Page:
Sponge is representative of the new brand of post-grunge rock currently pouring out of Seattle. Their second album, Wax Ecstatic, on Columbia gave us a motherlode of great new songs and riffs, and the current single, Have You Seen Mary, is a perfect example of what all the shouting is about.
Guitar 1 is tuned down one half step. Guitar 2 is in open G tuning, down one half step. Begin by tuning all the strings down one half step. Next, tune your sixth and first strings down a whole step to D-flat. The fifth string is also tuned down a whole step to G-flat.
The main riff, Rhy. Fig. 1, is a jangly, Southern Rock-inspired figure that runs through both the intro and choruses and behind the solos. This is a chord pattern that harnesses the guitar’s inherent ability to produce unique droning sonorities. Notice the common shapes in the 10th and 8th positions along with the open first and fourth strings used in the figure [Fig. 1]. These two factors give the riff its particular drone quality.
The unusual Gmaj7 to G6 part of the progression also employs common shapes [Fig. 2]. These are in the 1st position and add an F# (for the major 7th) and an open E (for the 6th) to a typical guitar voicing (G/B) for an atypical result.
Rhy. Fig. 2, found in the verses, presents an ingenious solution to the problem of how to avoid monotony in an arrangement. Here color is added to a standard barre chord simply by allowing the open first and second strings to sound with the majority of the chord on the remaining four strings [Fig. 3]. Thus, the A barre chord at the 5th fret is made into a more interesting Aadd9 by adding the open В string (the 9th) into the voicing. The open first string further supports the chord with additional open-string texture. This technique is also a favorite of Alex Lifeson of Rush and countless other color-oriented guitarists.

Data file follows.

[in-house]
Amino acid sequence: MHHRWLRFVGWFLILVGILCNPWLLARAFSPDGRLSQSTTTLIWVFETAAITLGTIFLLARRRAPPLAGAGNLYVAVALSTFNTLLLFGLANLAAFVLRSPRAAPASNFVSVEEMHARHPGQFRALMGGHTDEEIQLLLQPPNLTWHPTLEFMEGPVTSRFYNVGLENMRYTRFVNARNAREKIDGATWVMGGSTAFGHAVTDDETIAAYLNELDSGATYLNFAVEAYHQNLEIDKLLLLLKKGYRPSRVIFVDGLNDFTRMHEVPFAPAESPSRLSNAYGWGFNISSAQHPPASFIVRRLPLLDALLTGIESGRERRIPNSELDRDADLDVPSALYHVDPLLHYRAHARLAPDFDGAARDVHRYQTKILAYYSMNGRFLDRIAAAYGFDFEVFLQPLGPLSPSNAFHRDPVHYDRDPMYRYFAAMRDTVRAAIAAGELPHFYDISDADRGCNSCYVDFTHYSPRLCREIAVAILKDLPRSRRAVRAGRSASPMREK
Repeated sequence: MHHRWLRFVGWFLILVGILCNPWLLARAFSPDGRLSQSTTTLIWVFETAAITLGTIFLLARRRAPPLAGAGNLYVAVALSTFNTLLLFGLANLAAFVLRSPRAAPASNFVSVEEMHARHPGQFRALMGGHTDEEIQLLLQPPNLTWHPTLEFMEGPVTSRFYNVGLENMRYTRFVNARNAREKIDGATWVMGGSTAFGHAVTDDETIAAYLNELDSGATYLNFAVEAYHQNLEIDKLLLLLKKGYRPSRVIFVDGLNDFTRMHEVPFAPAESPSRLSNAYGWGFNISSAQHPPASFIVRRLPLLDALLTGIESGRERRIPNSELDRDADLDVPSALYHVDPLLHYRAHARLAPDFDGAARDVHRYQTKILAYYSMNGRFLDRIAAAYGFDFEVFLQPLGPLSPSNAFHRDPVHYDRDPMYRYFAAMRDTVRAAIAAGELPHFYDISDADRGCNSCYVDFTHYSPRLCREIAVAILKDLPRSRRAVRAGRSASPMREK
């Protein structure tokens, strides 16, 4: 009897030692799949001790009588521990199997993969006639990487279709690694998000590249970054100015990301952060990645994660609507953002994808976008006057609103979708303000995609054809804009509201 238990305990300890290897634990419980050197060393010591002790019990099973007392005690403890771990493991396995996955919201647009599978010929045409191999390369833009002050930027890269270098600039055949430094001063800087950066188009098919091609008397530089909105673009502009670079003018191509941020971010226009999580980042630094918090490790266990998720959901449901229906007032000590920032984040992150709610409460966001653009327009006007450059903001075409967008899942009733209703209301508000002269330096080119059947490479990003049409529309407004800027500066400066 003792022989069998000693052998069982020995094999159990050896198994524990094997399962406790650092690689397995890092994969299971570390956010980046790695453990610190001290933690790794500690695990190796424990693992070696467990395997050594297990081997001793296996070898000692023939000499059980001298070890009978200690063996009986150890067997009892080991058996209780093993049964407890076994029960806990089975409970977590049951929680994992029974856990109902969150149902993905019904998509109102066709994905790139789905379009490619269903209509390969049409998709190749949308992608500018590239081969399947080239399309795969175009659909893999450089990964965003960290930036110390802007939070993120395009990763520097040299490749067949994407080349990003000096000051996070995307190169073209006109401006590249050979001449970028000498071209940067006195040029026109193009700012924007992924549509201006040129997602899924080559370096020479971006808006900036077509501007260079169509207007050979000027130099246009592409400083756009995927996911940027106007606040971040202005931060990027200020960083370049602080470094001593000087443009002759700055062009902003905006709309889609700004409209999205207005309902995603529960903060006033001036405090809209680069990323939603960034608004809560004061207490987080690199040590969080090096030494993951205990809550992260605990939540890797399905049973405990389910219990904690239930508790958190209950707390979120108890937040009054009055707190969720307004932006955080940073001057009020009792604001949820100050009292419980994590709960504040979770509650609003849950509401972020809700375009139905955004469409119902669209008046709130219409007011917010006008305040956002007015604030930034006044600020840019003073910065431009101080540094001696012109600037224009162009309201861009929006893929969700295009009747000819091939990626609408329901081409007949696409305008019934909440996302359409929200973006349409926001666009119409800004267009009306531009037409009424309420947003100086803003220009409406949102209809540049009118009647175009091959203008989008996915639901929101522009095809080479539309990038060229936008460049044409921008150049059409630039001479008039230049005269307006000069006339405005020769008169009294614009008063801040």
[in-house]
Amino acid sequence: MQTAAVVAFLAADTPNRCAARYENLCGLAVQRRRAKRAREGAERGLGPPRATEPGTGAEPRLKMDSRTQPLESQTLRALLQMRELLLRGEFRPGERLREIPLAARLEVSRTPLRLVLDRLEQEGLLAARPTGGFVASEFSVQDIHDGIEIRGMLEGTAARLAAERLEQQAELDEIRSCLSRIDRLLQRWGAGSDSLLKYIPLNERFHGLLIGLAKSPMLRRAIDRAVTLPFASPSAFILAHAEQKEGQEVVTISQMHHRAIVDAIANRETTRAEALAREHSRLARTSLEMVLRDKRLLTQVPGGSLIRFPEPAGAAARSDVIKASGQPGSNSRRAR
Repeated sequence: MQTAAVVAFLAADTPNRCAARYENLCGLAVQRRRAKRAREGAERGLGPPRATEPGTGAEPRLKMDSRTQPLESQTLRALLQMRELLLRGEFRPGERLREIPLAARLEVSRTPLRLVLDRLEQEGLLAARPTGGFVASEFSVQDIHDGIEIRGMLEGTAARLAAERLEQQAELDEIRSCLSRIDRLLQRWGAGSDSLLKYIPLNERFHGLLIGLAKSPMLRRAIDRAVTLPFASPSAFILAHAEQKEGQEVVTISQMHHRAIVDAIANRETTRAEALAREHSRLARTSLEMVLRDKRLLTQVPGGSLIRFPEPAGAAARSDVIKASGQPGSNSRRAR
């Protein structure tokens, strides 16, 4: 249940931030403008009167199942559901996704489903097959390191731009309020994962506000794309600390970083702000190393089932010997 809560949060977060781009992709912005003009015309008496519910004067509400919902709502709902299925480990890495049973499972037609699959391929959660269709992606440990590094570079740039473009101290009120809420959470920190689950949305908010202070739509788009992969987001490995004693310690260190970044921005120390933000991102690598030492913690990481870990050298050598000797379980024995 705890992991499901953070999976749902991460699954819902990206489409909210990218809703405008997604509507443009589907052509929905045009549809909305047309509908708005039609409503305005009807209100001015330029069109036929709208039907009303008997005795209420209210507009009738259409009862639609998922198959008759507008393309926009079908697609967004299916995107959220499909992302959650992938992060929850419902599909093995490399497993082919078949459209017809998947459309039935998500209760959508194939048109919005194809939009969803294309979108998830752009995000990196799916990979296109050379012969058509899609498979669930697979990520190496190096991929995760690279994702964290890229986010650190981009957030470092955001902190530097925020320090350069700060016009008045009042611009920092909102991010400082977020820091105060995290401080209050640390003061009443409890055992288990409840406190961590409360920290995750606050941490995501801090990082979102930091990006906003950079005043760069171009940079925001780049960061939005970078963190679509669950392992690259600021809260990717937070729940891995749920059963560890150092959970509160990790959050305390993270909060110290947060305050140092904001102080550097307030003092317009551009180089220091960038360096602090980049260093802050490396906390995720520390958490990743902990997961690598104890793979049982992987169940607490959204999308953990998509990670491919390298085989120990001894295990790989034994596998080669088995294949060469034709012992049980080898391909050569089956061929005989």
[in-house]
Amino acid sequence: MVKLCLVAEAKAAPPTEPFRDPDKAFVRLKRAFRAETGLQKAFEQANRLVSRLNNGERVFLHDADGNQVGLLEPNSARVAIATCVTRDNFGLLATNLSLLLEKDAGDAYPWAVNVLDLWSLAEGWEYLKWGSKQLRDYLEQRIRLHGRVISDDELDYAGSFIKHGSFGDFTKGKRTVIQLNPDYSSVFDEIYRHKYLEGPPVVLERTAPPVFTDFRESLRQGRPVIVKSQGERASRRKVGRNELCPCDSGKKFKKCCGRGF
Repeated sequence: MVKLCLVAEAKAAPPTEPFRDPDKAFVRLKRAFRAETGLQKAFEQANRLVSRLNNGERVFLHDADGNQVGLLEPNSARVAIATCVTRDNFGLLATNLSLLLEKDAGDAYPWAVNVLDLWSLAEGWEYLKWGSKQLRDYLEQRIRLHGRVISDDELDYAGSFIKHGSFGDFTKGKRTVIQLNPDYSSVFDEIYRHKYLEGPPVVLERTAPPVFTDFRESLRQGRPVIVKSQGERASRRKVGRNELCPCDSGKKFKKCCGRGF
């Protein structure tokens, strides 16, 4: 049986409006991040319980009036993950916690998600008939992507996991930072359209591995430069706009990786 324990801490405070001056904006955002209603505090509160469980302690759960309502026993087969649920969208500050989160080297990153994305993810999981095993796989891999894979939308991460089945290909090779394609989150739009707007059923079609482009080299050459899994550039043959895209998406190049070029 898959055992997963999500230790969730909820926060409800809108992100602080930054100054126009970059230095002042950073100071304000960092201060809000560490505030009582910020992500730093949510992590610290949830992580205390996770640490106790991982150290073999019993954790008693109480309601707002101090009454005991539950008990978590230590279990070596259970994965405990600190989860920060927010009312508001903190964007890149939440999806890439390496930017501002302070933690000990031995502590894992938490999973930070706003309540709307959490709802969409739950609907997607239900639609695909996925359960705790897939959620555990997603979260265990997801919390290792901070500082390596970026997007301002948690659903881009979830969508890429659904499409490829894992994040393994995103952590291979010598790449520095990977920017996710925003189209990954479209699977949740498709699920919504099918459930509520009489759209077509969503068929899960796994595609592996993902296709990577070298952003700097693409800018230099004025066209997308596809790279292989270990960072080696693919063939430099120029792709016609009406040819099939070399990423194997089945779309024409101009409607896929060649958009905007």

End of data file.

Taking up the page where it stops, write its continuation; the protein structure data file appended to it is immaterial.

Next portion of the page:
Gtr. 2, in open G tuning, assumes the atmospheric slide-guitar voice in the song. The open tuning facilitates the creation of chord-based melodies, which are a staple of the slide guitar sound. By lowering the first, fifth, and sixth strings a whole step, a major chord can be played as a barre across the strings. This is used to good advantage in both solos as well as in the intro, verses, and choruses. Note that the slurred chords and most of the melodies throughout the song are found as barred shapes on the upper four strings. When playing slide guitar in the tune, position the slide as a barre directly over the frets, not between them as in normal fretting [Fig. 4]. Also remember the basics of slide guitar technique: use your fret-hand fingers to mute out extraneous noises from idle strings, and check the intonation frequently as you slide around the fretboard.
It’s a part of Sponge Have You Seen Mary guitar lesson.
Below you can download PDF guitar tabs and sheet music of
Have You Seen Mary with backing track
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